Shotgun deer hunting season opens on Nov. 29 and runs through Saturday, Dec. 11. Hunters are allowed to take two bucks, and if they were awarded an antlerless deer permit, they can take one of them too. Shotgun, archery and muzzleloader implements are allowed. Be sure you are familiar with all of the deer hunting regulations listed on pages 26 through 29 of the abstracts.
Also, the shotgun (third) season for bear hunting also opens on Nov 29 and also runs through Dec. 11. Regulations governing that season are listed on pages 30 through 31 of the abstracts.
All rabbit, hare, squirrel and furbearer hunting seasons are closed during shotgun deer hunting season except for coyotes. The pheasant, grouse and wild turkey seasons are closed for the year, as are the migratory goose and woodcock seasons. The duck hunting season closes during the first week of shotgun deer season, but in the Berkshire Zone reopens on Dec. 6 through year end.
Hunters who are coming out of the woods after hunting hours, (half-hour after sunset) must unload everything, bullets, arrows, bolts, etc., because they are considered hunting after hours, which is illegal. The sunset time during the shotgun deer hunting season is around 4:15 pm.
No hunting allowed on Sunday.
Mandatory Deer Checking
Don’t forget, during the first week of the shotgun deer season, all harvested deer must be brought to a physical check station within 48 hours so MassWildlife biologists can collect biological data. Online harvest reporting is NOT available during this time. Hunters may recall that last year physical checking was not mandatory, due to COVID-19.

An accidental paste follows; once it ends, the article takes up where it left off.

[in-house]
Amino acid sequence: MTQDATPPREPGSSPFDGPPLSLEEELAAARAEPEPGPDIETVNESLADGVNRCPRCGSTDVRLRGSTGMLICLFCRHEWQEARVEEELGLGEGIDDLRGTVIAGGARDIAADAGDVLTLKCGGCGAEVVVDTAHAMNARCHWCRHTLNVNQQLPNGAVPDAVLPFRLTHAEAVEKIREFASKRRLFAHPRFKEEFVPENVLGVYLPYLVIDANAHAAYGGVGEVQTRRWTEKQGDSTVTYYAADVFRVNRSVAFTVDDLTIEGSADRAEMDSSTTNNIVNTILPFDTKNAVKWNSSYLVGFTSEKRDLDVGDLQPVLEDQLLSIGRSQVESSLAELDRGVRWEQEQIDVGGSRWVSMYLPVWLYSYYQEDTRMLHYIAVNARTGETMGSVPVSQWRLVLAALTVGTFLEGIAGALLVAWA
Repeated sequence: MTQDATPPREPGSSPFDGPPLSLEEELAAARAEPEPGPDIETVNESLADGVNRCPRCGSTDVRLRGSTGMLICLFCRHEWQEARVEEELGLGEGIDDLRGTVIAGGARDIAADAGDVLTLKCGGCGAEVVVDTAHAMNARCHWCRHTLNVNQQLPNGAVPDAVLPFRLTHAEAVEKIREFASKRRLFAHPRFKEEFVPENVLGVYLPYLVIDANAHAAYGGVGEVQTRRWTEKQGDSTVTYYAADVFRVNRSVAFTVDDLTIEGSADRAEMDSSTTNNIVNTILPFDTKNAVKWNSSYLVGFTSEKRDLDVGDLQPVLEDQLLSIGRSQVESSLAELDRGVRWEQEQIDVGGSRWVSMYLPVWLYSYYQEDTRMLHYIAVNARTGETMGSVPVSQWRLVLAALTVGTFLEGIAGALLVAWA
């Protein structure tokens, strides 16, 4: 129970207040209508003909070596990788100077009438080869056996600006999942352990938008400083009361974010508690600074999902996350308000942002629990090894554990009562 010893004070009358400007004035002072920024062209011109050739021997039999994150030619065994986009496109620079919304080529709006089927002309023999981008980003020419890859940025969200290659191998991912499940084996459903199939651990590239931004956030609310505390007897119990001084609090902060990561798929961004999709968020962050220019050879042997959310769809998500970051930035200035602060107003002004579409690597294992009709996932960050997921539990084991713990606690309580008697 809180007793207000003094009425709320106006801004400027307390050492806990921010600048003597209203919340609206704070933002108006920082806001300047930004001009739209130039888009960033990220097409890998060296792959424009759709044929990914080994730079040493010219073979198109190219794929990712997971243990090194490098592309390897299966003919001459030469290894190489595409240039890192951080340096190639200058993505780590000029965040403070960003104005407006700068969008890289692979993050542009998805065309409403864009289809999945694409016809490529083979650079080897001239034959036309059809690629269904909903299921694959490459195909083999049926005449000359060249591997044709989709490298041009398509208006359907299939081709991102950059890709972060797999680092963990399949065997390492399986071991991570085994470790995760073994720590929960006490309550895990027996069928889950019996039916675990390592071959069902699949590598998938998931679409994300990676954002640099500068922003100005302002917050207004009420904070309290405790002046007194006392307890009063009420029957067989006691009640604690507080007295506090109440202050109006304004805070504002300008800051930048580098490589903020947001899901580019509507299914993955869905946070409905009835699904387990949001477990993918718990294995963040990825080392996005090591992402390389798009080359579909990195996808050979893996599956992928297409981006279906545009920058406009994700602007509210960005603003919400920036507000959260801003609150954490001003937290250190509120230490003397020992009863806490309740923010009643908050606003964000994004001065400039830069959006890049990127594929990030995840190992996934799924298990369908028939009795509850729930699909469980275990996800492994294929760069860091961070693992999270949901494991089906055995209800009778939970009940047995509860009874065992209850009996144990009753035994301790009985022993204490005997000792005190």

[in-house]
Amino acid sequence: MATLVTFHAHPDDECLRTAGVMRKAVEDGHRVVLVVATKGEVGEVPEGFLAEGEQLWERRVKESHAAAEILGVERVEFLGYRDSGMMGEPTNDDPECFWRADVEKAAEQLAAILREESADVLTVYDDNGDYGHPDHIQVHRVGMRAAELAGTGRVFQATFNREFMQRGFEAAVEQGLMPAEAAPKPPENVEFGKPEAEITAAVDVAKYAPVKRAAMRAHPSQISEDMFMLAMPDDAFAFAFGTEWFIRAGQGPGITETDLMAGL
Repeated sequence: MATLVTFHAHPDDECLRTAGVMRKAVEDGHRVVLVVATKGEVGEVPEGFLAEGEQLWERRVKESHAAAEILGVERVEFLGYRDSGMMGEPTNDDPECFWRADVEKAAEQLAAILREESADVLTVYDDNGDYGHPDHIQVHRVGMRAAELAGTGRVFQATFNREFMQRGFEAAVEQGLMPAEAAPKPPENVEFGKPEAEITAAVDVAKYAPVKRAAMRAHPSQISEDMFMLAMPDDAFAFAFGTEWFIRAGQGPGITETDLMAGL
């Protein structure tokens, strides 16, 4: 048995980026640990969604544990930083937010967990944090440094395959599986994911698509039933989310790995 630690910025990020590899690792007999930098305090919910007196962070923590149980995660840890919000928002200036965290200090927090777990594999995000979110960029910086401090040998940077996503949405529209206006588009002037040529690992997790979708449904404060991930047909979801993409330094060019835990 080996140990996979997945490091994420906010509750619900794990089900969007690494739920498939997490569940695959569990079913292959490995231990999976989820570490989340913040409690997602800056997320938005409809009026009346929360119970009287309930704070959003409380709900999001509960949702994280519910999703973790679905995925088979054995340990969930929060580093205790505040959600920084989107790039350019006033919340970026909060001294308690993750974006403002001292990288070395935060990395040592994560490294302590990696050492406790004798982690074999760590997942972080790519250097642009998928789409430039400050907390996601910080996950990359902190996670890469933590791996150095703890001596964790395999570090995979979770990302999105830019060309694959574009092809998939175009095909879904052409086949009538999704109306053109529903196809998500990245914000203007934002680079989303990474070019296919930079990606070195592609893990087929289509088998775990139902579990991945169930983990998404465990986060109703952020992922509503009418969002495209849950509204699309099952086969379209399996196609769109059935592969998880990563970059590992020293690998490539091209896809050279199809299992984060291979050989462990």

Western District Check Stations, open Monday-Saturday:
Ernie’s Auto Sales – North Adams
Papa’s Healthy food and Fuel – Otis
Mill River General Store – Mill River
Lee Sportsmen’s club – Lee
B&D Variety – Huntington
Western District Office – Dalton
Hunter Harassment Law
Massachusetts General Law, Part I, Title XIX, Chapter 131, Section 5C states “No person shall obstruct, interfere with or otherwise prevent the lawful taking of fish or wildlife by another at the locale where such activity is taking place.” It then lists seven specific types of violations. “Environmental protection officers and other law enforcement officers with arrest powers shall be authorized to enforce the provisions of this section.”
Real cases of hunter harassment (meaning those that actually target specific hunters or their equipment and prevent, interfere or obstruct them from hunting) should be reported to Mass. Environmental Police statewide dispatch at 1-800-632-8075.
Well, here we go again, another sleepless night thinking about opening day of shotgun deer hunting on Monday morning. Sleep will be out of the question and I’ll probably do the same thing I do every year… toss and turn all night waiting for the 4 a.m. alarm to go off. Thoughts of previous opening days will undoubtedly cross my mind, one after another. I’ll remember the rainy, foggy, snowy cold days. I’ll remember each time I erred and allowed a big buck to get away. Yes, and remember a few nice deer that didn’t get away.
In my early deer hunting days, (beginning in 1957), deer hunting season opened the first Monday of December and ran only one week ending on that Saturday. There were no archery or primitive hunting seasons back then, which extended the season from mid-October through the last day of December (like it is today). As usual, I’ll remember the people with whom I hunted over those years. Sadly, many of them have since passed away. I’ll remember the gun that I used on my first deer hunt, an Ithaca 12-gauge side-by-side shotgun. It was a smooth-bore gun which shot slugs or buckshot. It wasn’t until years later that the Ithaca Deerslayer shotguns (with rifled barrels) were allowed.